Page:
There was a lick of cold in the air when I stepped out of the front door that early spring morning, a small reminder of the ghosts of winter. I thought, for the briefest of moments, about digging a coat from the bottom of my pile of already-packed-away winter clothes, but the sun above my head was warm enough against my shoulders and it had been far too long since the sun and I had talked without intervening layers. Slow paced, I traced a path through my concrete clad neighborhood with no particular destination in mind. The sun felt good on my back, so I took off my shirt, letting the cold and the warmth sweep over me simultaneously. I shivered slightly as the sun battled the shadows on my behalf.
Ghostly blackbird sings
a premonition of spring
hidden in the shade.
The leaves crinkled under my feet as I walked. One of my footsteps made no noise and I paused to see what there was living among the dead leaves. It was a single cherry blossom petal that must have floated here on the contradictory breeze. With nowhere to go and nothing but time, I sat down in the dead leaves by the roadside, twirling the cherry blossom petal between my fingers, feeling the cold breeze, waiting for spring. I sat there all evening. As the sunlight faded into night, I bit a piece off of the petal, then another, then another, until there was nothing left. After that, I went home, the cold breeze still lingering.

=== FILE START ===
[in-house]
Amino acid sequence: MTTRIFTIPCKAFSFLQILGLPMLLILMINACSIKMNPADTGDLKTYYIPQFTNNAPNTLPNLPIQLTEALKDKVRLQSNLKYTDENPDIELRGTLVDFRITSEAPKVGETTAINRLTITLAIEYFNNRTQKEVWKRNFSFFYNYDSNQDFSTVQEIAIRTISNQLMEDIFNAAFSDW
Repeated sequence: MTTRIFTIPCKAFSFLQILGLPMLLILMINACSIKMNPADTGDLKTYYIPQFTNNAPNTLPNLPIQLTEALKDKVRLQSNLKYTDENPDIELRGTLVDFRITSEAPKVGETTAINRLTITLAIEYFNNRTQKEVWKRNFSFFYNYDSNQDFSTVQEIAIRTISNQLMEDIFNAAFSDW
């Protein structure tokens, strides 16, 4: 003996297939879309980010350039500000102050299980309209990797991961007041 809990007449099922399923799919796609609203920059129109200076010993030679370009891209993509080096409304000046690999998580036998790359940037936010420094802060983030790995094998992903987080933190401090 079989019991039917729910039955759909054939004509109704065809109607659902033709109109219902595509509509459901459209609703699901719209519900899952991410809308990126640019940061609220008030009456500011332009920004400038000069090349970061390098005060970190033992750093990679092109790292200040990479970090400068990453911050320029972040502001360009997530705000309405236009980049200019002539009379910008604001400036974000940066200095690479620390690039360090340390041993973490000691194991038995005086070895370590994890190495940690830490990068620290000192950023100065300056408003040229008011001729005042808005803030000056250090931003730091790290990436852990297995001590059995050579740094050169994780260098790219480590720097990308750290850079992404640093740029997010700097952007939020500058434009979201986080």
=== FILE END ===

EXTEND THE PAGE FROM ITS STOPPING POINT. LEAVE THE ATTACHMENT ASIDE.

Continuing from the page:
dead leaves and dry ground
all crumbling underfoot –
a delayed rebirth
At DVerse, the prompt is to write a haibun about Cold Mountain.